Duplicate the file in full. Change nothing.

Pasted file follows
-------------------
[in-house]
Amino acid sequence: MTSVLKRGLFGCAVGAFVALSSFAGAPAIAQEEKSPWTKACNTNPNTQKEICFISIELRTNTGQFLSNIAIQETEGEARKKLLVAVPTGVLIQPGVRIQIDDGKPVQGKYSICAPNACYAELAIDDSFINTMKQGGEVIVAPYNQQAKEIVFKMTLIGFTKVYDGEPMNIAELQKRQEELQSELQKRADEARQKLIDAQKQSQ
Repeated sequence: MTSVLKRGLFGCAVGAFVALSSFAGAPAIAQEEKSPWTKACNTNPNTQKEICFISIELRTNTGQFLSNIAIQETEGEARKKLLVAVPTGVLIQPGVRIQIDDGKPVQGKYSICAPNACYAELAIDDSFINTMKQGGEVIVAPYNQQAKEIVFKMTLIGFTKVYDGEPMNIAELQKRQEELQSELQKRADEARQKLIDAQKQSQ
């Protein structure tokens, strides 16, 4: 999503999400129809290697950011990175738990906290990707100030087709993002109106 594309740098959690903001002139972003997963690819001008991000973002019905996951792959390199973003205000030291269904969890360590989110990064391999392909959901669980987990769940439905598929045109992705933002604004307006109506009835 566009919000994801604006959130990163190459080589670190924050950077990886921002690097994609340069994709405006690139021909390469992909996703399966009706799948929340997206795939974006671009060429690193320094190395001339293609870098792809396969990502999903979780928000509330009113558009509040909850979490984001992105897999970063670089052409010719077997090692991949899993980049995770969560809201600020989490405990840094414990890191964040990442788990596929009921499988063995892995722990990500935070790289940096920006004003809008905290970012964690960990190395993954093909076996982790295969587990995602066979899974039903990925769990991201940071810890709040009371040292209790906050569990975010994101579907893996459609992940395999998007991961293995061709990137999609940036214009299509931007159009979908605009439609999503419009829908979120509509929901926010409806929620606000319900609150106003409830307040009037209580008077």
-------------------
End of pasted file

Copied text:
[in-house]
Amino acid sequence: MTSVLKRGLFGCAVGAFVALSSFAGAPAIAQEEKSPWTKACNTNPNTQKEICFISIELRTNTGQFLSNIAIQETEGEARKKLLVAVPTGVLIQPGVRIQIDDGKPVQGKYSICAPNACYAELAIDDSFINTMKQGGEVIVAPYNQQAKEIVFKMTLIGFTKVYDGEPMNIAELQKRQEELQSELQKRADEARQKLIDAQKQSQ
Repeated sequence: MTSVLKRGLFGCAVGAFVALSSFAGAPAIAQEEKSPWTKACNTNPNTQKEICFISIELRTNTGQFLSNIAIQETEGEARKKLLVAVPTGVLIQPGVRIQIDDGKPVQGKYSICAPNACYAELAIDDSFINTMKQGGEVIVAPYNQQAKEIVFKMTLIGFTKVYDGEPMNIAELQKRQEELQSELQKRADEARQKLIDAQKQSQ
């Protein structure tokens, strides 16, 4: 999503999400129809290697950011990175738990906290990707100030087709993002109106 594309740098959690903001002139972003997963690819001008991000973002019905996951792959390199973003205000030291269904969890360590989110990064391999392909959901669980987990769940439905598929045109992705933002604004307006109506009835 566009919000994801604006959130990163190459080589670190924050950077990886921002690097994609340069994709405006690139021909390469992909996703399966009706799948929340997206795939974006671009060429690193320094190395001339293609870098792809396969990502999903979780928000509330009113558009509040909850979490984001992105897999970063670089052409010719077997090692991949899993980049995770969560809201600020989490405990840094414990890191964040990442788990596929009921499988063995892995722990990500935070790289940096920006004003809008905290970012964690960990190395993954093909076996982790295969587990995602066979899974039903990925769990991201940071810890709040009371040292209790906050569990975010994101579907893996459609992940395999998007991961293995061709990137999609940036214009299509931007159009979908605009439609999503419009829908979120509509929901926010409806929620606000319900609150106003409830307040009037209580008077």